As digital artists onboard blockchain technologies in order to sell NFTs, we can expect to see a major shift in the video gaming industry as well.
Just four years ago, Jamie Dimon, the head of one of the world’s largest banks, JP Morgan, called bitcoin (BTC) a fraud. In the current year, JP Morgan’s top executives call for involvement in cryptocurrencies.
At the same time, their financial analysts project bitcoin to rise above $100,000 and supplant gold as a real asset hedging against inflation. Needless to say, the past year has been tremendous for bitcoin.
As the mainstreamer of blockchain technology reaching over one trillion market cap, bitcoin opened the entryway to the entire ecosystem. Meanwhile, ethereum’s (ETH) blockchain has one big advantage — programmability in the form of smart contracts.
These computational pieces of code auto-execute on the Ethereum blockchain, making it possible to create:
- automated market makers (AMMs);
- decentralized exchanges (DEXs);
- borrowing and lending DeFi protocols;
- yield farming — earning interest rates based on stakes in liquidity pools within AMMs.
A third major blockchain driver has also seen deep market penetration in the last year — non-fungible tokens (NFT). These are digital collectibles from a variety of sources, minted by smart contracts on NFT marketplaces as unique, incorruptible, and traceable.
In fact, NFTs might be more important to mainstream blockchain than DeFi protocols emulating banking products and services. The latter can be quite a boring subject, but when popular artists like Beeple sell a single NFT for $69 million, the power of such sensationalism cannot be overstated.
We are already seeing this effect, as even Taco Bell fast food chain joins the NFT party.
The constant parade of headlines, in which popular figures make astronomic NFT sales, will apparently expand the usage of dApps running on Ethereum.
This brings us to the fourth driver of blockchain market penetration — video games — inextricably linked to NFTs as most of them are gaming related.
Where does blockchain fit in the gaming industry?
While NFTs provide the most recent bread and butter of journalism — sensationalism — video games have a much longer history for blockchain use cases in the form of microtransactions.
Nowadays, the biggest games are so-called free games with an elaborate monetization model. Fortnite is leading the charge in this arena with a $2.4 billion revenue in 2018 and $1.8 billion in 2019.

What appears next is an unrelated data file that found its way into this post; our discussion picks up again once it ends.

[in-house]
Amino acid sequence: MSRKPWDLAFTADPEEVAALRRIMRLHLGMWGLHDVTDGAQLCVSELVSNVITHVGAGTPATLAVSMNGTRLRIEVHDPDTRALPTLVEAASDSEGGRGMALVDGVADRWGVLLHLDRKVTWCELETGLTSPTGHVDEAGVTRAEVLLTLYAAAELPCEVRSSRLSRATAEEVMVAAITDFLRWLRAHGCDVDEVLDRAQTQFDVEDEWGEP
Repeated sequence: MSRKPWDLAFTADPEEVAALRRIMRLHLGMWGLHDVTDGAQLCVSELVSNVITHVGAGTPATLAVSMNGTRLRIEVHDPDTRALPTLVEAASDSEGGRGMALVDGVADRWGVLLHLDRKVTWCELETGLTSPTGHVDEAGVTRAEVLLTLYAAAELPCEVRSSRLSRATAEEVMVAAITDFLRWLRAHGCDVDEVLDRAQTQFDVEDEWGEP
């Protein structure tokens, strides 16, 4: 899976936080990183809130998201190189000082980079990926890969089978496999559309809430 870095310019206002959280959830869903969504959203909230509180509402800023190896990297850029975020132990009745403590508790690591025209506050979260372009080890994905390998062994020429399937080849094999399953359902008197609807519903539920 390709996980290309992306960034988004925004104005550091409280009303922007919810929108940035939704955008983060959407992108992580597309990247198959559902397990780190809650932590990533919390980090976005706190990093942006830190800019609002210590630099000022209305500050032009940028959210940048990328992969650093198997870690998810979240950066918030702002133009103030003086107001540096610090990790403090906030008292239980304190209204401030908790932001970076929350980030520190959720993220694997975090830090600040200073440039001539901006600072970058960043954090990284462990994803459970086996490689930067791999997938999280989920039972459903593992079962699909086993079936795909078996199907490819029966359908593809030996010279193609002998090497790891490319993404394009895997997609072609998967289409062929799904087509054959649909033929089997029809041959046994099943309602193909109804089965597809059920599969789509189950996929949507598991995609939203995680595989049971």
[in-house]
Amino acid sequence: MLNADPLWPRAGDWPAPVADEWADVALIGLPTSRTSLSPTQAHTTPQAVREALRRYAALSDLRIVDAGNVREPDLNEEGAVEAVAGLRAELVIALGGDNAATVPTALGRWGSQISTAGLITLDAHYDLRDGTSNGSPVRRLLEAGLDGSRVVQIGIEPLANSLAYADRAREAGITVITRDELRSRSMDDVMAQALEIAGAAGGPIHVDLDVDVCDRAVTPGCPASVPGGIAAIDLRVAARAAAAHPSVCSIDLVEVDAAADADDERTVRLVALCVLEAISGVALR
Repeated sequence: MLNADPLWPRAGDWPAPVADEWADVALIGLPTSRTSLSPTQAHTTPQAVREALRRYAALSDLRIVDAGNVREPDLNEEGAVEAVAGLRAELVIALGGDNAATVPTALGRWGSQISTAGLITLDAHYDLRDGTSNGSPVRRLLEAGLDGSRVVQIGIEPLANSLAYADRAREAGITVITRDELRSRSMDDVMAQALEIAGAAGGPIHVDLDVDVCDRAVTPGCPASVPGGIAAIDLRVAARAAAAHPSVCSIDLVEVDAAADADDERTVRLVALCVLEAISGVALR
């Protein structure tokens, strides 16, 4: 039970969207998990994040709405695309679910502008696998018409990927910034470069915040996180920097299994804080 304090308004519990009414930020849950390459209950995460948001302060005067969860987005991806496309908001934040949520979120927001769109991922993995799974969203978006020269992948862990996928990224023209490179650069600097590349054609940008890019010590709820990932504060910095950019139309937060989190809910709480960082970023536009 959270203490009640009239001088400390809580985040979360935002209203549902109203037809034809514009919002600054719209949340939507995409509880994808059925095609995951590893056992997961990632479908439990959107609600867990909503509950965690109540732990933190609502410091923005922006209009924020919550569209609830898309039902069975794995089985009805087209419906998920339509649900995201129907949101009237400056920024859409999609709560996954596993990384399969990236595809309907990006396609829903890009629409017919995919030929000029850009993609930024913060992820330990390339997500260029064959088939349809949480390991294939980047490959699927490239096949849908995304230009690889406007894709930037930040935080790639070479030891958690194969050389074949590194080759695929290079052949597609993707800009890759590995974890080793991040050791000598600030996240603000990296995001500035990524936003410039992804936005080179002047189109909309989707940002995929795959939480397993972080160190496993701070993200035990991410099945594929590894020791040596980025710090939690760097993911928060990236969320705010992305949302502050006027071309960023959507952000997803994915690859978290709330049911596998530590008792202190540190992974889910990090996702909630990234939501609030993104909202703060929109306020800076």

However, large games like Fortnite and Roblox have in-game currencies that serve as a bridge to fiat currency conversion, V-Bucks, and Robux, respectively.
They have a fixed price in relation to the U.S. dollar and other fiat money. For example, Fortnite’s 1,000 V-Bucks would cost you $7.99, while Roblox’s 800 Robux would take $9.99 from your bank account, at the time of writing.
However, such mainstream super-popular games still don’t have full-blown marketplaces. Mostly, they rely on item shops and selling of game accounts via Discord servers. Likewise, there are thriving black markets for Roblox (RBXPLACE, RBXFLIP, RBLXSHOPPING).
From this, we can conclude that:
- There is a great demand for decentralized marketplaces, which can run without having to rely on someone buying and maintaining a server.
- There is a great demand for a modular marketplace solution that can be plugged into a game, so that developers don’t waste development resources on creating something from scratch, over and over again with each new game.
- Developers lose money when players go to grey markets to trade in-game assets, so it is in their interest to use proper DeFi marketplaces.
- When developers are on large, centralized, publishing platforms, they also lose money when selling DLC and other in-game items. For example, Steam’s community market fee transaction is currently 5%. In contrast, an NFT marketplace like Rarible takes 2.5% off sales.
Not only is blockchain ideally poised to supply such solutions, but NFT marketplaces can already be plugged into a game’s lifecycle.
NFTs as a game funding model
NFTs can themselves serve as an engine of game development. Developers receive their much-needed funding, while buyers of their NFTs get a piece of gaming history, which may become small fortunes if the game turns into a successful venture.
Bear Games is one such company, fusing blockchain with game development. Their initial NFT offering (INO) raised $100,000 worth in NFTs for their upcoming DeFi game called BEAR NAVY Vs. Pirates (BVP).
DeFi games are types of blockchain games that have a gamified yield farming system, so it doesn’t feel like a chore when you earn money via interest rate.
The raised funds via NFTs will not only go into BEAR NAVY Vs. Pirates but also into a more ambitious project. “Games and Gain” will be the team’s decentralized gaming platform, hoping to become the go-to place for cryptocurrency and decentralized finance gaming. Self-explanatory, the upcoming games on this platform will net you gains while gaming.
They will follow the principle of play-to-earn as you receive your share of fungible tokens accessible to players holding VIP PAW NFTs. Of course, the fungible tokens are swappable on a DEX like Uniswap, which can then be off-ramped into fiat currency.
This certainly represents a more elegant solution than selling accounts and opening black marketplace Discord servers.